Water Resources Minister Ramesh Chandra Sen on Saturday said that his ministry was not aware of a reported move by the Indian government to start construction of the Tipaimukh Dam. “We do not have any information about it,” the minister told The Independent when his attention was drawn to media reports that the North Eastern Electric Power Corporation Ltd. (Neepco), which was awarded the task of completing the project, is transporting machinery to the site of the proposed dam.
“I think, everything will be clear during the visit of the Indian Prime Minister” Ramesh said.
Prem Chand Pankaj, chairman-cum-managing director of the state-owned Neepco, recently told the Indian news agency IANS that the mega hydel power project would be commissioned ‘despite opposition within the country and outside.”
It is also reported in the media that Neepco obtained environmental clearance approval and received go-ahead from the central government of India to build the dam at Tipaimukh in Churachandpur district in India’s Monipur state.
“After receiving go-head, the company has completed all necessary preparation to start construction work at Tipaimukh, the source of 350-kilometer-long Surma and 110-km-long Kushiara rivers, the lifeline of Bangladesh’s north-eastern region.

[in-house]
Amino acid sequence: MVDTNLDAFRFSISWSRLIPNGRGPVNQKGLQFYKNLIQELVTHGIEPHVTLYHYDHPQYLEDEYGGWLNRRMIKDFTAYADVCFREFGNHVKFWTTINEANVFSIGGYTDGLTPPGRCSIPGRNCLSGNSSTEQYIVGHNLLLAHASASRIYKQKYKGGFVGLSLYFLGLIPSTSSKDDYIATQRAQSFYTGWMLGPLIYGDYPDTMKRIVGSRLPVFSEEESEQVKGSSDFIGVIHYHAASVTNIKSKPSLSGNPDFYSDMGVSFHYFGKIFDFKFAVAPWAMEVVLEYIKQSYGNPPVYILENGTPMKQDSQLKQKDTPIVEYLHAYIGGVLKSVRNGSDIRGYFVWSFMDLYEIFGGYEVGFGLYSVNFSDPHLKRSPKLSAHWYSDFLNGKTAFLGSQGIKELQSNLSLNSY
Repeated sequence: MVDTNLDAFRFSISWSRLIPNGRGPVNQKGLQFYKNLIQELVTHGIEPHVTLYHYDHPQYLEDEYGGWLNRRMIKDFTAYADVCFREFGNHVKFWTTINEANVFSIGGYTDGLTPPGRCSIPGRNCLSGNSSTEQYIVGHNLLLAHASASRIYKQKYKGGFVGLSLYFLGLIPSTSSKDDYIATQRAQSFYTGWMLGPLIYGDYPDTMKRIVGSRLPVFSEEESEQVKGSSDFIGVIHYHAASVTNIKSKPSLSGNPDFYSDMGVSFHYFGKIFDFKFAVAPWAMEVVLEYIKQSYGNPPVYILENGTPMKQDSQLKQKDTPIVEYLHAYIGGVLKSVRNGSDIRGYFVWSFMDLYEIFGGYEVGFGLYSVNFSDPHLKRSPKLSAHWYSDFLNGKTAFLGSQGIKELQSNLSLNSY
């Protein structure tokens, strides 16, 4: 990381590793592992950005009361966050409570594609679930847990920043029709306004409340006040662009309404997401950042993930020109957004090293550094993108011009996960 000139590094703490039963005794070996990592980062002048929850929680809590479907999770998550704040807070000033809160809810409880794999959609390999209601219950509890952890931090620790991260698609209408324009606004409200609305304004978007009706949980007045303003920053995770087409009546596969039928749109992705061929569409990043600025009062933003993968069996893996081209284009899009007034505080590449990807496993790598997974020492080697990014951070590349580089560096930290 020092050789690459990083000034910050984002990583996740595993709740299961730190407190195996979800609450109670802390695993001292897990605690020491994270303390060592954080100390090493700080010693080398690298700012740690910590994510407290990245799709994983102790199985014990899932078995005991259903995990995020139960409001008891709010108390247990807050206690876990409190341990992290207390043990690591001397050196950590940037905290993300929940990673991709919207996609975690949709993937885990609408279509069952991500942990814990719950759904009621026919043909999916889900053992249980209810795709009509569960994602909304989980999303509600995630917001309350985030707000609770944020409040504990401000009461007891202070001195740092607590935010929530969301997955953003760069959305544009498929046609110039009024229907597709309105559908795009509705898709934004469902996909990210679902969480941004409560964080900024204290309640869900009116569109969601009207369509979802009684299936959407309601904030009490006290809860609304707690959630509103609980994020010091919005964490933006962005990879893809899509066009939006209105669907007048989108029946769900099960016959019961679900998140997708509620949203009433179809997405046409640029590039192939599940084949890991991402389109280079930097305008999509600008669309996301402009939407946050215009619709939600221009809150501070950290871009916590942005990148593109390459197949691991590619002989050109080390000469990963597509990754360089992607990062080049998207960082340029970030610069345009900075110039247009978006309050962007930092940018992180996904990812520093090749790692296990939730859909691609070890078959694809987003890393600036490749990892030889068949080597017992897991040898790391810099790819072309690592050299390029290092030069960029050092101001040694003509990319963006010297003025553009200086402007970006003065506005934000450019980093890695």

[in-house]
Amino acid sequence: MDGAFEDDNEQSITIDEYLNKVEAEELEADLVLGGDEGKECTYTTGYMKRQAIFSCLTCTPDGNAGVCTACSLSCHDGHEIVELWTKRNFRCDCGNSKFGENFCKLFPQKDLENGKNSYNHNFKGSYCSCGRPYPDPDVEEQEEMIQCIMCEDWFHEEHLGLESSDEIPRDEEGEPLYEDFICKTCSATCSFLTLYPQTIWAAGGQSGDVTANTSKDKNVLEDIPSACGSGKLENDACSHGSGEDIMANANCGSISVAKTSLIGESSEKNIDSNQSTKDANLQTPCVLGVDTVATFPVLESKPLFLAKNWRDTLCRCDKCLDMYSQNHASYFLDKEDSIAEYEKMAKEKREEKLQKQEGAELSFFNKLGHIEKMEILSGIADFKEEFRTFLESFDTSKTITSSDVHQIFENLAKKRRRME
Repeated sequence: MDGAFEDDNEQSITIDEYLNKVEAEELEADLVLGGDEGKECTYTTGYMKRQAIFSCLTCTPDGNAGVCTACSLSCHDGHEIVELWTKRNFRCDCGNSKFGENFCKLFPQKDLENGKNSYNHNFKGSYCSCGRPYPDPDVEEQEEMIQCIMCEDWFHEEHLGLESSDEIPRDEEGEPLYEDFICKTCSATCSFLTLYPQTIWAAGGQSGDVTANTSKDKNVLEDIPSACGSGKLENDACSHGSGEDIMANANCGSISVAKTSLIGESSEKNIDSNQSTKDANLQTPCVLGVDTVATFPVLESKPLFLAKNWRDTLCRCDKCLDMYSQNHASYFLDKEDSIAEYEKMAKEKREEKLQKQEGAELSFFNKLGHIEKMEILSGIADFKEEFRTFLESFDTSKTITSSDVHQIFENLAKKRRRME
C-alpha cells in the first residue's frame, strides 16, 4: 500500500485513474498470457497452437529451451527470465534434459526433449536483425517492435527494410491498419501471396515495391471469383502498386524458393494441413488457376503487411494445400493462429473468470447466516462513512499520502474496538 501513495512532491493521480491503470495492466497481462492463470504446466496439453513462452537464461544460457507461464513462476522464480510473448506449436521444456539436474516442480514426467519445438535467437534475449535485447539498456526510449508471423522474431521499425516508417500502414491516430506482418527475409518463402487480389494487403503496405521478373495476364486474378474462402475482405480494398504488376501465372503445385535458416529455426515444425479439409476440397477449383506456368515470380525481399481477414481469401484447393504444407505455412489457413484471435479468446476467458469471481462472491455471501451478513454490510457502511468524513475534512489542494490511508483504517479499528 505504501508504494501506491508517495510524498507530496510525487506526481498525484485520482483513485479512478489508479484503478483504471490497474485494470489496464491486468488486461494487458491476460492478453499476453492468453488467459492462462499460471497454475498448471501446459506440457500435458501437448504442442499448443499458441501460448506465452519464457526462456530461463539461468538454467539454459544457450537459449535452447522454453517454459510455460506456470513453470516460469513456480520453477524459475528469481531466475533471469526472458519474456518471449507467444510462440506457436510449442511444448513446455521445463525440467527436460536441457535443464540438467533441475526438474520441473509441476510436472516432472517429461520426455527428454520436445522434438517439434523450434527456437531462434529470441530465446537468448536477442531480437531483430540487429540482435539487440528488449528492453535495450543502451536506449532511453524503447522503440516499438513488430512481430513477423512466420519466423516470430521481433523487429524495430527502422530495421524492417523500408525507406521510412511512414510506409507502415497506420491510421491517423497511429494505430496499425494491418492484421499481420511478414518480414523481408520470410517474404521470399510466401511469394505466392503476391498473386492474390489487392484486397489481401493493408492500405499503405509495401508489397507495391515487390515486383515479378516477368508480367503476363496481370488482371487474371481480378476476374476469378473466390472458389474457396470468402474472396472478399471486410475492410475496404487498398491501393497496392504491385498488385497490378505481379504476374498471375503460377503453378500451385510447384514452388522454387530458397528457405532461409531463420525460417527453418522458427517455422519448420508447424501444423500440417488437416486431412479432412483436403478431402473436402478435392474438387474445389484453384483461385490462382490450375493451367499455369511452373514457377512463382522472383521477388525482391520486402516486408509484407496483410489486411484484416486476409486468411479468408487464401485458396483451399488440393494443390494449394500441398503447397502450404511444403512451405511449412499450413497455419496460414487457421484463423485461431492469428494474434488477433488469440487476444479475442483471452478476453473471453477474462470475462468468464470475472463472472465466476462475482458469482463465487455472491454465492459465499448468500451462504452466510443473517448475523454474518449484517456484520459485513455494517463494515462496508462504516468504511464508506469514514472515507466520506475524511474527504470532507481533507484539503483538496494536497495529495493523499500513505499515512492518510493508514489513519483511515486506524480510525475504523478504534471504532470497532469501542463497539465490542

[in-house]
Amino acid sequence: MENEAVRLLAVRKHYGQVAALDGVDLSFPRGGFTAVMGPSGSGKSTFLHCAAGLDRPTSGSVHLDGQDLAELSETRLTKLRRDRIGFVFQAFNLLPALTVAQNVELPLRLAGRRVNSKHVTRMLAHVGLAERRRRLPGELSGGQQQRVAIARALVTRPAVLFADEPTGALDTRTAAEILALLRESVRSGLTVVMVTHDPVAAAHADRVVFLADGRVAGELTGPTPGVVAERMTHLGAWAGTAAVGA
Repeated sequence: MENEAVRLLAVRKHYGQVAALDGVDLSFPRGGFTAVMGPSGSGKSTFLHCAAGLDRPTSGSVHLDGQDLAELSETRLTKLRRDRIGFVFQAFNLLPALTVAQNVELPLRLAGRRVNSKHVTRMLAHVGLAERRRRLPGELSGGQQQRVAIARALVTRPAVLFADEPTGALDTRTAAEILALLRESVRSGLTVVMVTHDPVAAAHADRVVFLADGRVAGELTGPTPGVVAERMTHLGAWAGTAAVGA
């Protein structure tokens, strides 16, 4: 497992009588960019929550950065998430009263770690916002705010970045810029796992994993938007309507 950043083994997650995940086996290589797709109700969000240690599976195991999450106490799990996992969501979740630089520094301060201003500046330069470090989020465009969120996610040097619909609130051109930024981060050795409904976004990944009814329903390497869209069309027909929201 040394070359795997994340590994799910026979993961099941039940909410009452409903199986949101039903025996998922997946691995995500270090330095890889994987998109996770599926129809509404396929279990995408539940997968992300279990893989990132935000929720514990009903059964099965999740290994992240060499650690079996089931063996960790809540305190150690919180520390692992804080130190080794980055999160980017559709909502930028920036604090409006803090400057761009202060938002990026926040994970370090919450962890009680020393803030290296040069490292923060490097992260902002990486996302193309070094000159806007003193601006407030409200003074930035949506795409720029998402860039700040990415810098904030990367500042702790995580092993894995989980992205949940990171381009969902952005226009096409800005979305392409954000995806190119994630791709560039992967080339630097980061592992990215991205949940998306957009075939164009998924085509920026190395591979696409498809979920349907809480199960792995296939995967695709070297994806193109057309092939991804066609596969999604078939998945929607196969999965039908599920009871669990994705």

Besides, a diversion barrage, including an irrigation project will be built downstream of the dam at Fulertol in Lakhipur in Assam, sources at the Nipko said, reported UNB on Saturday.
It may be mentioned that the 1500 MW multi-purpose Tipaimukh hydro-electric project in Manipur, is a joint venture between NHPC (69 per cent), Simla-based Satluj Jal Vidyut Nigam Limited (26 per cent) and Manipur Government (5 per cent).
The 390m long dam, said to be one of the largest in Eastern India, would be built up on the downstream of the confluence of the Tuivai and Barak Rivers in Churacchander district near the Manipur-Mizoram border.
Bangladesh had also raised concerns about the project saying that the flow of water from Barak river to Bangladesh would be affected due to the project.
Experts said, the damming of Barak River, seriously limiting free flowing Surma and Kushyara rivers will disrupt agriculture, irrigation, drinking water supply, navigation etc and reduce recharge of ground water during lean season, affecting all dug wells and shallow tube wells. Bangladesh gets 7 to 8 percent of its total water from the Barak River.
The Surma-Kushyara with its maze of numerous tributaries and distributaries support agriculture, irrigation navigation, drinking water supply, fisheries, wildlife in the entire Sylhet division and in peripheral areas of Dhaka division and industries like fertilizer, electricity, gas. The dam would also leave millions jobless with the drying up of the two rivers. Millions of people are dependent on hundreds of water bodies, fed by the Barak, in the Sylhet region for fishing, agriculture and allied activities. The Barak-Surma-Kushyara is an international river with Bangladesh as a lower riparian country having rights over any decision over River.
-With The Independent input